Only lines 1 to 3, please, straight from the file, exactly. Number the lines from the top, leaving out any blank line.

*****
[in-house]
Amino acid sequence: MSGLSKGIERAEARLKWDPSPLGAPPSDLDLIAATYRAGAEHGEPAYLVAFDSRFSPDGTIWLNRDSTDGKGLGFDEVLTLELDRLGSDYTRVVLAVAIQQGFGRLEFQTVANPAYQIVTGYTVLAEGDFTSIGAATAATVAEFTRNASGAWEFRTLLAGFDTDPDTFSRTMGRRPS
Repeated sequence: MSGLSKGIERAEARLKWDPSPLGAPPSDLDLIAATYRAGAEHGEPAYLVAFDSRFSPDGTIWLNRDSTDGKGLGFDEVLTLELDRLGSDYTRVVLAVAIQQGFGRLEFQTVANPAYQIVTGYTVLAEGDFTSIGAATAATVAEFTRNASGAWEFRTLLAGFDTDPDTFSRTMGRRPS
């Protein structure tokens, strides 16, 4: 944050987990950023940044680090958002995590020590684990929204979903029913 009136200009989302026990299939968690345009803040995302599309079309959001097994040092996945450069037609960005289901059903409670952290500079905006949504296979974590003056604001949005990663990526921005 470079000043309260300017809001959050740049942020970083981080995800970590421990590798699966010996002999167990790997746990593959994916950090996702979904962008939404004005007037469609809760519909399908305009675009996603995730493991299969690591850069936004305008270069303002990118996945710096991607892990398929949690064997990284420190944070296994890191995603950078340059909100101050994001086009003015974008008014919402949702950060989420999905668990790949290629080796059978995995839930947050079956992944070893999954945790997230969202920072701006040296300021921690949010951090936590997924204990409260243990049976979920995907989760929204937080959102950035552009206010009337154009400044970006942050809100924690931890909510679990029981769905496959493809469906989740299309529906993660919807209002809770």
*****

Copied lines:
[in-house]
Amino acid sequence: MSGLSKGIERAEARLKWDPSPLGAPPSDLDLIAATYRAGAEHGEPAYLVAFDSRFSPDGTIWLNRDSTDGKGLGFDEVLTLELDRLGSDYTRVVLAVAIQQGFGRLEFQTVANPAYQIVTGYTVLAEGDFTSIGAATAATVAEFTRNASGAWEFRTLLAGFDTDPDTFSRTMGRRPS
Repeated sequence: MSGLSKGIERAEARLKWDPSPLGAPPSDLDLIAATYRAGAEHGEPAYLVAFDSRFSPDGTIWLNRDSTDGKGLGFDEVLTLELDRLGSDYTRVVLAVAIQQGFGRLEFQTVANPAYQIVTGYTVLAEGDFTSIGAATAATVAEFTRNASGAWEFRTLLAGFDTDPDTFSRTMGRRPS